Respondents identified the major sources of external interference as management, workplace policies, and external research partners. The chief motivations for interference, as the scientists saw it, included downplaying environmental risks, justifying an organization’s current position on an issue and avoiding contention.

Our most surprising finding was almost half of respondents said they limited their communications with the public and policymakers due to fears of negative backlash and reduced career opportunities.

In addition, interference had not been experienced equally. Early career and marginalized scientists — including those who identify as women, racialized, living with a disability and 2SLGBTQI+ — reported facing significantly more interference than their counterparts.

Scientists studying climate change, pollution, environmental impacted assessments and threatened species were also more likely to experience interference with their work than scientists in other disciplines.

The researchers used a single survey as the basis for two studies concerning interference in science,

Interference in science: scientists’ perspectives on their ability to communicate and conduct environmental research in Canada by Manjulika E. Robertson, Samantha M. Chu, Anika Cloutier, Philippe Mongeon, Don A. Driscoll, Tej Heer, and Alana R. Westwood. FACETS 8 (1) 30 November 2023 DOI: https://doi.org/10.1139/facets-2023-0005

This paper is open access.

Do environmental researchers from marginalized groups experience greater interference? Understanding scientists’ perceptions by Samantha M. Chu, Manjulika E. Robertson, Anika Cloutier, Suchinta Arif, and Alana R. Westwood.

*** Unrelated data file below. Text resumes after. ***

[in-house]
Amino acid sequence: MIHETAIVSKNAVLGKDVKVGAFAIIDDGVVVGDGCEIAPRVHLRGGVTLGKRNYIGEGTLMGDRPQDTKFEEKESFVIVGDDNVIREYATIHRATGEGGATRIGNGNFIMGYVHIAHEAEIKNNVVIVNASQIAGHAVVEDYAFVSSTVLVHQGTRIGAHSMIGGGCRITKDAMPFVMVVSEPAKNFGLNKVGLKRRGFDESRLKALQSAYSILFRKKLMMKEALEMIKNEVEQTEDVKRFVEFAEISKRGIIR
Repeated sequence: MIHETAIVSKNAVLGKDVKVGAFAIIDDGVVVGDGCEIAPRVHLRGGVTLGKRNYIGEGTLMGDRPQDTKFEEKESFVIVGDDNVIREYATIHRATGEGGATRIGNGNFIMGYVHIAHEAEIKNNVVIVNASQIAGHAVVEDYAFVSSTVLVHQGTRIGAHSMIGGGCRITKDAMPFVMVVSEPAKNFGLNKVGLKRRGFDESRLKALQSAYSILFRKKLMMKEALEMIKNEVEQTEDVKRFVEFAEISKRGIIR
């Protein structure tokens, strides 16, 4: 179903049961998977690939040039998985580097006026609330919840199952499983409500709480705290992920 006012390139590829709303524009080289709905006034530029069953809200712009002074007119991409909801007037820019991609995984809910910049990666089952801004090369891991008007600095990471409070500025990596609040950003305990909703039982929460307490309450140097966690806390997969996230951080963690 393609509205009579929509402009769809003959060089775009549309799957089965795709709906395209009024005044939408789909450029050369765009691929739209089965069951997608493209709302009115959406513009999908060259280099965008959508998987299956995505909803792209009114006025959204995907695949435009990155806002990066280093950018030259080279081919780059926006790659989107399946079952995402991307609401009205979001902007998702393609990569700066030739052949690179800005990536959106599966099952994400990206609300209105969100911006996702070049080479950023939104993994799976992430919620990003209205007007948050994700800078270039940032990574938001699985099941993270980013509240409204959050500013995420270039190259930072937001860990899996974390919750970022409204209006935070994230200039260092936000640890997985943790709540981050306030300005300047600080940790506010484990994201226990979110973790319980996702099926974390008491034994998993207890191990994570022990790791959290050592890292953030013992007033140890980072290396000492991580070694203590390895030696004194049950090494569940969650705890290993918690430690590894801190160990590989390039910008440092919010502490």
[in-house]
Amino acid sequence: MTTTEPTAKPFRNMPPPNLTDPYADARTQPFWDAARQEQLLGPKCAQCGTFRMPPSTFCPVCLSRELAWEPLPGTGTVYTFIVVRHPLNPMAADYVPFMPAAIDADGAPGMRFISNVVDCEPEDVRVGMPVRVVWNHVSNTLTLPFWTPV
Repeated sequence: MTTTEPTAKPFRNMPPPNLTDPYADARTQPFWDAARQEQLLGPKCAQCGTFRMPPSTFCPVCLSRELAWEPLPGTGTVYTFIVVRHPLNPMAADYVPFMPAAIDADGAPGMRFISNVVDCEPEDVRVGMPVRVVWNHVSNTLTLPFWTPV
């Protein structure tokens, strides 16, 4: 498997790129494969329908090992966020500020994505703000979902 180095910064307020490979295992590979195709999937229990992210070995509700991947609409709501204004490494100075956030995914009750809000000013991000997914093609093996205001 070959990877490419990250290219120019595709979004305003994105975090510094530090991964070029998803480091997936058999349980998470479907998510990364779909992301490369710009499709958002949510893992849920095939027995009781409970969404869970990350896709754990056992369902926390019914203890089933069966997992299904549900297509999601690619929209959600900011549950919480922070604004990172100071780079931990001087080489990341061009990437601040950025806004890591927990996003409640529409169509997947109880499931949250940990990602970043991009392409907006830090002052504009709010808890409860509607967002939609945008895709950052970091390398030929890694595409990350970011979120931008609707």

FACETS 30 November 2023 DOI: https://doi.org/10.1139/facets-2023-0006

This paper is open access.

This next bit is on a somewhat related topic.

The Canadian government’s public service: values and ethics

Before launching into the latest news, here’s a little background. In 2016 the newly elected Liberal government implemented a new payroll system for the Canadian civil/public service. it was a débacle, which continues to this day (for the latest news I could find, see this September 1, 2023 article by Sam Konnert for CBC online news).

It was preventable and both the Conservative and Liberal governments of the day are responsible. You can get more details from my December 27, 2019 posting; scroll down to “The Minister of Digital Government and a bureaucratic débacle” and read on from there. In short, elected officials of both the Liberal and Conservative governments refused to listen when employees (both from the government and from the contractor) expressed grave concerns about the proposed pay system.

Now for public service employee morale, from a February 7, 2024 article by Robyn Miller for CBC news online, Note: Links have been removed,

Unions representing federal public servants say the government needs to do more to address dissatisfaction among the workforce after a recent report found some employees are unable to feel pride in their work.

“It’s more difficult now to be proud to be a public servant because of people’s perceptions of the institution and because of Canada’s role on the global stage,” said one participant who testified as part of the Deputy Ministers’ Task Team on Values and Ethics Report.

The report was published in late December [2023] by members of a task force assembled by Privy Council Clerk John Hannaford.

It’s the first major values and ethics review since an earlier report titled A Strong Foundation was released nearly 30 years ago.

Alex Silas, a regional executive vice-president of the Public Service Alliance of Canada, said the union supports the recommendations in the report but wants to see action.

“What we’ve seen historically, unfortunately, is that the values and ethics proposed by the federal government are not implemented in the workplaces of the federal government,” Silas said.

According to the report, it drew its findings from more than 90 conversations with public servants and external stakeholders starting in September 2023.

The report notes “public servants must provide frank and professional advice, without partisan considerations or fear of criticism or political reprisals.” [emphasis mine]

“The higher up the food chain you go, the less accountability seems to exist,” said one participant.

So, either elected officials and/or higher ups don’t listen when you speak up or you’re afraid to speak up for fear of criticism and/or reprisals. Plus, there’s outright interference as noted in the survey of scientists.